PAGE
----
March 20, 2011 at 16:21 Leave a comment

PF Manifesto 2007 Zambia

To see the full version of the document, please click PF Manifesto 2007 Zambia to open a pdf-file.

PATRIOTIC FRONT (from the Original document)

MANIFESTO

(PF Logo)

RESTORATION OF HUMAN DIGNITY THROUGH SOCIAL AND ECONOMIC DEVELOPMENT BASED ON OBSERVANCE OF HUMAN RIGHTS AND RULE OF LAW

PATRIOTIC FRONT FOR LOW TAXES

LOCAL AND FOREIGN INVESTMENT AND EMPLOYMENT CREATION

FOR MORE MONEY IN POCKETS OF INDIVIDUALS AND FAMILIES AND BETTER LIVES FOR ALL

VOTE FOR PATRIOTIC FRONT

TABLE OF CONTENTS

ZAMBIA: THE BACKGROUND … 1
FOREWORD BY THE PRESIDENT … 3
1. LEGAL AND CONSTITUTIONAL REFORMS … 5
2. CABINET … 6
3. HOME AFFAIRS … 6
3.1 THE POLICE SERVICE … 6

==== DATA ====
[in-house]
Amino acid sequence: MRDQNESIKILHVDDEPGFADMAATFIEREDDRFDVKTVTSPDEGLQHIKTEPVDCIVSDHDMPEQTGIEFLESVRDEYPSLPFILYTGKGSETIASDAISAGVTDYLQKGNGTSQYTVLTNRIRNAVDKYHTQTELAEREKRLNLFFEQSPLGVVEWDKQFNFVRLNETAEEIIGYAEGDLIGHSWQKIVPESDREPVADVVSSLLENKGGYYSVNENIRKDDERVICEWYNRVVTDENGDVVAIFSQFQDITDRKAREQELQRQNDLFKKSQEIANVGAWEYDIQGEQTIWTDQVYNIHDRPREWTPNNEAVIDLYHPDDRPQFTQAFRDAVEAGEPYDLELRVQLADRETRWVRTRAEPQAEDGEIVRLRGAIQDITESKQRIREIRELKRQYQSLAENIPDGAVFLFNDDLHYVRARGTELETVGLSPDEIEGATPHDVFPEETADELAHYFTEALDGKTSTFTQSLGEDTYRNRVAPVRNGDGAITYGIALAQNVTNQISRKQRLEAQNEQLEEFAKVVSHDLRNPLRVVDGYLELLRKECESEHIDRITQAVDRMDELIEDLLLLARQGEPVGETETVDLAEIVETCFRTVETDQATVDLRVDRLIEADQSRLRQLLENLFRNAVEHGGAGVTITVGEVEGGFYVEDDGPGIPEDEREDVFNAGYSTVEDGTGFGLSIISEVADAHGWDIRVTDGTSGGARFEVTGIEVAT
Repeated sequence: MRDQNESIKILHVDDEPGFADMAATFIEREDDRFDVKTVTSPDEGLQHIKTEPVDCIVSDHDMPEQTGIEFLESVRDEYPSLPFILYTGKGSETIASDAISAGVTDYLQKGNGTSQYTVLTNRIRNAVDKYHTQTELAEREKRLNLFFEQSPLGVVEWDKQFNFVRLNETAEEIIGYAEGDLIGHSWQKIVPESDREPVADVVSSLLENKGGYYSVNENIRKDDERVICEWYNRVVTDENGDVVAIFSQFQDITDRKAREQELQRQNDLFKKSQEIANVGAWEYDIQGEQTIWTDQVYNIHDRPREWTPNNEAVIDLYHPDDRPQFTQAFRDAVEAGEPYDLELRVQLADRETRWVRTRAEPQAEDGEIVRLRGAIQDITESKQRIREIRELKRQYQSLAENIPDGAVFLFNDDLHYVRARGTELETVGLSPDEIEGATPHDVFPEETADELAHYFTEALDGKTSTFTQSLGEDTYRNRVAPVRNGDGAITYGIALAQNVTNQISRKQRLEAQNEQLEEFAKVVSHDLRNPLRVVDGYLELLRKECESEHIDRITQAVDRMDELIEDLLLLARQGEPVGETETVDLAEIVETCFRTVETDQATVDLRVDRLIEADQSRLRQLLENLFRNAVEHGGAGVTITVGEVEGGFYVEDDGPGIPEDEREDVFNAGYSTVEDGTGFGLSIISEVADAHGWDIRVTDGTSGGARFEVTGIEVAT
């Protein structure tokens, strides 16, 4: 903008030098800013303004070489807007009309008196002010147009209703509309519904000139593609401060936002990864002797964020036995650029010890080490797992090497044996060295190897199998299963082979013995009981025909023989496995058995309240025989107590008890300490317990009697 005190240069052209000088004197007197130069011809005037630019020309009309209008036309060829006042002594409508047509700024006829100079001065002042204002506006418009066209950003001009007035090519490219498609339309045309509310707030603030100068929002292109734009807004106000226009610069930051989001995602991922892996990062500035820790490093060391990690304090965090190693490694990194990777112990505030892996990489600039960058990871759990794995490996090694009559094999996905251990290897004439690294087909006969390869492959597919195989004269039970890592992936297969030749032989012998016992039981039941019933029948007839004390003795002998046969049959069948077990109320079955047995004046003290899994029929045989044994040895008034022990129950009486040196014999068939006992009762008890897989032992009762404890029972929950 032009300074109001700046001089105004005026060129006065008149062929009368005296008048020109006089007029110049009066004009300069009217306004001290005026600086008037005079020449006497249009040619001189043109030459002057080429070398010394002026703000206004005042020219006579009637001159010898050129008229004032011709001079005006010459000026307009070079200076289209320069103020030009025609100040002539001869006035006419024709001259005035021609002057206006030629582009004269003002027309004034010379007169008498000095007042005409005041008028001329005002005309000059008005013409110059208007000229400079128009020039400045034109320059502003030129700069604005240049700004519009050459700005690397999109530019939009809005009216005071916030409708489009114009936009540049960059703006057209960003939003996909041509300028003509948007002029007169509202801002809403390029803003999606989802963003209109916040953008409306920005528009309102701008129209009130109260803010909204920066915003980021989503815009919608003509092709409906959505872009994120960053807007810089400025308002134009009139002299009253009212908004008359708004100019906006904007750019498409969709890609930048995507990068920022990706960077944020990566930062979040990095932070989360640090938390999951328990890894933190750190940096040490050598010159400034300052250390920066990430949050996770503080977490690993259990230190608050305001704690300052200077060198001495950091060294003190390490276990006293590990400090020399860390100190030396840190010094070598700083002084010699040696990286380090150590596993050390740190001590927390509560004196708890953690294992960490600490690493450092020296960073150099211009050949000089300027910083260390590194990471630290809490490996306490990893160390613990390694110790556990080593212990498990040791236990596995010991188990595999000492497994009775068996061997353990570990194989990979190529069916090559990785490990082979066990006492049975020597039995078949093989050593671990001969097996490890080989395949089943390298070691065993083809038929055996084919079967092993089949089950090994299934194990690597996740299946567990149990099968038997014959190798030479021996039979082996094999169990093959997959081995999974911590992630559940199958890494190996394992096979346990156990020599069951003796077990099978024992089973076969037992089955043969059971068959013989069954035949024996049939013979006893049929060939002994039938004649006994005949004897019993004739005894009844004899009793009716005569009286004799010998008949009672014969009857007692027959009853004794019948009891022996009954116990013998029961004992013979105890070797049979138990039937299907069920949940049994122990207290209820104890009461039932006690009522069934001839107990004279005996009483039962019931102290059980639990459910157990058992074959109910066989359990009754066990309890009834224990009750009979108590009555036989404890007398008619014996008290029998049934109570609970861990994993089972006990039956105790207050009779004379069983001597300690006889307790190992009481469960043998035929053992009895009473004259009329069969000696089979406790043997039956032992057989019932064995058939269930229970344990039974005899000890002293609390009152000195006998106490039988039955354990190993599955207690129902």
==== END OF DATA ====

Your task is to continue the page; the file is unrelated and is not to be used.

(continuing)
3.1.1 HOUSING … 6
3.1.2 TRAINING … 7
3.1.3 CONDITIONS OF SERVICE … 7
3.2 IMMIGRATION … 7
3.2.1 POLICY … 7
3.2.2 CONDITIONS OF SERVICE, TRAINING AND HOUSING FOR IMMIGRATION OFFICERS AND OTHER CIVIL SERVANTS … 8
3.3 NATIONAL REGISTRATION … 8
3.3.1 POLICY … 8
3.4. THE DRUG ENFORCEMENT COMMISSION AND ANTI-CORRUPTION COMMISSION … 8
4. CORRECTIONAL SERVICES (PRISON SERVICES) … 8
4.1 REFORM AND REHABILITATION OF INMATES … 9
4.2 CORRECTIONAL OFFICERS (PRISON OFFICERS) … 9
4.2.1 TRAINING … 9
4.2.2 HOUSING … 9
4.2.3 CONDITIONS OF SERVICE … 10
5. EDUCATION … 10
5.1 PRIMARY AND SECONDARY EDUCATION … 10
5.1.1 CONDITIONS OF SERVICE OF TEACHERS … 11
5.2 PRIVATE AND GRANT-AIDED EDUCATIONAL INSTITUTIONS … 12
5.3 TERTIARY EDUCATION … 12
5.4 UNIVERSITIES … 13
6. LOCAL GOVERNMENT … 14
6.2 MUNICIPAL AND CITY COUNCILS … 15
6.3 RURAL COUNCILS … 15
6.3.1 THE ROLE OF TRADITIONAL AUTHORITIES … 17
6.4 PROVISION OF SERVICES … 17